Fall Protection Training: Classroom Versus Hands-On
Here at FallProof Systems, I serve as the primary trainer for our fall protection training classes. Each class I teach is a little bit different. We get all types of workers as students, and their reasons for taking each class often depend on the type of class.
To give you a quick overview, the Fall Protection training courses we offer are:
Competent Person Training – This 16-hour course is designed for supervisors, project managers and engineers, and anyone else who needs OSHA Competent Person training for fall protection systems.
Equipment Inspection Training – This 8-hour “in-depth” course is designed for newly-trained competent persons who are responsible for their company’s annual inspections of personal fall arrest systems, and also for tool crib workers who need to inspect equipment before they issue it to the users.
Authorized User Training – This 4-hour course covers the basics of fall protection systems. Our students in these classes include anyone who needs a basic understanding of how to use this equipment. As I like to say, this class is for the people who turn the wrench, or repair the roof, or fix the boiler.
In these courses, I’ve taught everyone from construction workers to aviation maintenance people to all types of general industry workers. Over the past few months, my students have included factory and plant workers from glassware and paper cup manufacturers, transit workers from a local transit authority, and even stagehands from a university theater department. (They need to use PPE while hanging lights and scenery from the catwalks backstage.)
Our classes begin with class time. In Competent Person Training, for example, our students get a binder manual of course materials. This binder includes in-class Q & A exercises, a reprint of the OSHA regulations section that covers fall safety and prevention, and some fall protection programs that they can take back to use at their company.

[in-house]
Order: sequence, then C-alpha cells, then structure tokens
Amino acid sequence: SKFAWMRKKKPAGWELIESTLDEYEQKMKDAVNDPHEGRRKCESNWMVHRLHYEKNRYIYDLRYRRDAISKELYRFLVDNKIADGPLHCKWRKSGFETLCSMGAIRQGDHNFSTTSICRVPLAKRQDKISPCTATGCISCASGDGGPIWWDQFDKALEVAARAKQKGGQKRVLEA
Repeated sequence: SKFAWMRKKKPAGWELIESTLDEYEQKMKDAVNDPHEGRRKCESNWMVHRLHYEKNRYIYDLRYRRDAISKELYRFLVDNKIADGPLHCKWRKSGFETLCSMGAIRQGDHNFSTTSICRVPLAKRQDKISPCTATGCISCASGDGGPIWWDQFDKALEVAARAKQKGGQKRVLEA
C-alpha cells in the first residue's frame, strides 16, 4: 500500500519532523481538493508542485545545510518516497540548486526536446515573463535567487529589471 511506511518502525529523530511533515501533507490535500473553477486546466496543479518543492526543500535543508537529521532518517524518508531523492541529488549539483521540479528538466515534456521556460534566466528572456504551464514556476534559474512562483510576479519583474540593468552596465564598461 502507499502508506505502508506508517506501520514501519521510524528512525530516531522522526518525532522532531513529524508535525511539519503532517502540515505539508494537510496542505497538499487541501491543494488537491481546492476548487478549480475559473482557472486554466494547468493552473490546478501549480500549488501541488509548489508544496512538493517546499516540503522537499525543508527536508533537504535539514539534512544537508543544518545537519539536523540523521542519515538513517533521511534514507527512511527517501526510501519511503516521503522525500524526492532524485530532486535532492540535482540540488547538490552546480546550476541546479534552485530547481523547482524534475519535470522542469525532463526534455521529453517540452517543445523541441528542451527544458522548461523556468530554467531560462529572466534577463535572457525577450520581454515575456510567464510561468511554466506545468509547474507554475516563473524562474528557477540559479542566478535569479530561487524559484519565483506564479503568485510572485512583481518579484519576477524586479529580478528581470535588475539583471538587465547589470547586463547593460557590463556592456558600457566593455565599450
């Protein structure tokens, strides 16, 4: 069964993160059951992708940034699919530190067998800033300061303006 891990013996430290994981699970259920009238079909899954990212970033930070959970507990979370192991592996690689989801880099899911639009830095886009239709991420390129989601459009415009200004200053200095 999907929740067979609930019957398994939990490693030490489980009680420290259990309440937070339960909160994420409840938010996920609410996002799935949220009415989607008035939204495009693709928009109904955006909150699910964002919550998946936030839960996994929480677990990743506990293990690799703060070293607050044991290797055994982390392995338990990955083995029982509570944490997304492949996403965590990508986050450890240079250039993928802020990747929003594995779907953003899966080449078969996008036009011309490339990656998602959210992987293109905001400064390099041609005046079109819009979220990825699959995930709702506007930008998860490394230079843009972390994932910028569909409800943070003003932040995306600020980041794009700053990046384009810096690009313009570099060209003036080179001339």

We spend a few hours in the classroom, covering the different types of systems and safety equipment. I show our students how to identify and resolve hazards using the REC method (Recognize – Evaluate – Control). We also go through the OSHA fall protection requirements, and look at some statistics regarding deaths or injuries and the cost of worker compensation due to on-the-job accidents.
Some supervisors and managers find the classroom portions of Competent Person Training to be very eye-opening. Many of them don’t realize until they take this class that they need a fall protection and rescue plan in place at their business. Others who take the class find out things they didn’t know about fall protection equipment. (“I didn’t realize you need 18 ½ feet of fall clearance from the anchor point when you’re using a shock-absorbing lanyard.”)
But you can’t really learn how to properly use safety equipment just by reading about it, or listening to someone lecture about it. So throughout the day, we break up each class with hands-on training modules. After I talk about a subject in the classroom, we immediately take our students downstairs to our Training Room, so they can “learn by doing it.”
Our Training Room includes climbing walls, balconies, and scaffolding of the kind you might find on a radio tower. We show our students how to put on a full body harness, and how to fit it properly. I use a lifting device to pick up each student, so they know what it feels like to hang in the safety harness. We show them how to attach lanyards and self-retracting lifelines (SRLs) to their harness, and let them climb on the training wall to show how the harnesses and lifelines work in a real-world setting.
Our students say this hands-on training is the best part of our classes. It gives them real experience in putting on their own PPE, and helps them understand how the different elements fit together. It teaches them how to ensure their own safety on the job.
For our Competent Person class, we take hands-on training a step further. We show supervisors and managers how to calculate fall distances and clearances, and how to select the right equipment for a certain job. For example, when we demonstrate the use of SRLs and safety lanyards, our students can see why it’s best to use SRLs for low clearance work areas, because lanyards require greater fall clearances.
We also do a simulated rescue, where one of our employees hangs in a safety harness and plays the role of “victim.” Our students then practice a “rescue,” where they learn how to safely lower the victim to the ground.
Overall, the hands-on training gives workers and supervisors far more insight and competence in the use of fall safety equipment than the classroom work alone could provide. Our students come away with a better understanding not only of how the equipment works, but of the importance of fall protection, the need to do it right, and the need to extend these safety precautions to every worker at their business. Moreover, the need for a pre-planned and well-rehearsed rescue becomes apparent when they see the confusion and chaos that arises even in a controlled environment.